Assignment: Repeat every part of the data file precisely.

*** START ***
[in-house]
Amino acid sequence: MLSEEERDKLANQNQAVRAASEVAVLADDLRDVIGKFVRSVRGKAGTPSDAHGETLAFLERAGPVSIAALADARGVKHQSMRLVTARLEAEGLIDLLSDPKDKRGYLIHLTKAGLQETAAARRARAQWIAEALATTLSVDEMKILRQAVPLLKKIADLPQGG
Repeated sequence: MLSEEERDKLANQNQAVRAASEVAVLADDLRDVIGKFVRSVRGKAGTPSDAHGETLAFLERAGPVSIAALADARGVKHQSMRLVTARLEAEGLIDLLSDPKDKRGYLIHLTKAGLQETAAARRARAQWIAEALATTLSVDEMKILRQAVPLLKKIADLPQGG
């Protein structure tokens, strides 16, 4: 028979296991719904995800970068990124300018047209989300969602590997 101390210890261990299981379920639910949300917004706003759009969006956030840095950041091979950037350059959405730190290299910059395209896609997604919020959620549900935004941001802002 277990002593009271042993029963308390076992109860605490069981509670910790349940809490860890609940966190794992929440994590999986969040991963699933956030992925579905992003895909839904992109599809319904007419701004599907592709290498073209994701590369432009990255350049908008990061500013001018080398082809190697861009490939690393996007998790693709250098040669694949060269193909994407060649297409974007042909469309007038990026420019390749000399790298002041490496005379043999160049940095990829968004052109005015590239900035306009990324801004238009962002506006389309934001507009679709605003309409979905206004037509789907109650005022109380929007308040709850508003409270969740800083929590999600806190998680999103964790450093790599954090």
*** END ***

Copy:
[in-house]
Amino acid sequence: MLSEEERDKLANQNQAVRAASEVAVLADDLRDVIGKFVRSVRGKAGTPSDAHGETLAFLERAGPVSIAALADARGVKHQSMRLVTARLEAEGLIDLLSDPKDKRGYLIHLTKAGLQETAAARRARAQWIAEALATTLSVDEMKILRQAVPLLKKIADLPQGG
Repeated sequence: MLSEEERDKLANQNQAVRAASEVAVLADDLRDVIGKFVRSVRGKAGTPSDAHGETLAFLERAGPVSIAALADARGVKHQSMRLVTARLEAEGLIDLLSDPKDKRGYLIHLTKAGLQETAAARRARAQWIAEALATTLSVDEMKILRQAVPLLKKIADLPQGG
């Protein structure tokens, strides 16, 4: 028979296991719904995800970068990124300018047209989300969602590997 101390210890261990299981379920639910949300917004706003759009969006956030840095950041091979950037350059959405730190290299910059395209896609997604919020959620549900935004941001802002 277990002593009271042993029963308390076992109860605490069981509670910790349940809490860890609940966190794992929440994590999986969040991963699933956030992925579905992003895909839904992109599809319904007419701004599907592709290498073209994701590369432009990255350049908008990061500013001018080398082809190697861009490939690393996007998790693709250098040669694949060269193909994407060649297409974007042909469309007038990026420019390749000399790298002041490496005379043999160049940095990829968004052109005015590239900035306009990324801004238009962002506006389309934001507009679709605003309409979905206004037509789907109650005022109380929007308040709850508003409270969740800083929590999600806190998680999103964790450093790599954090």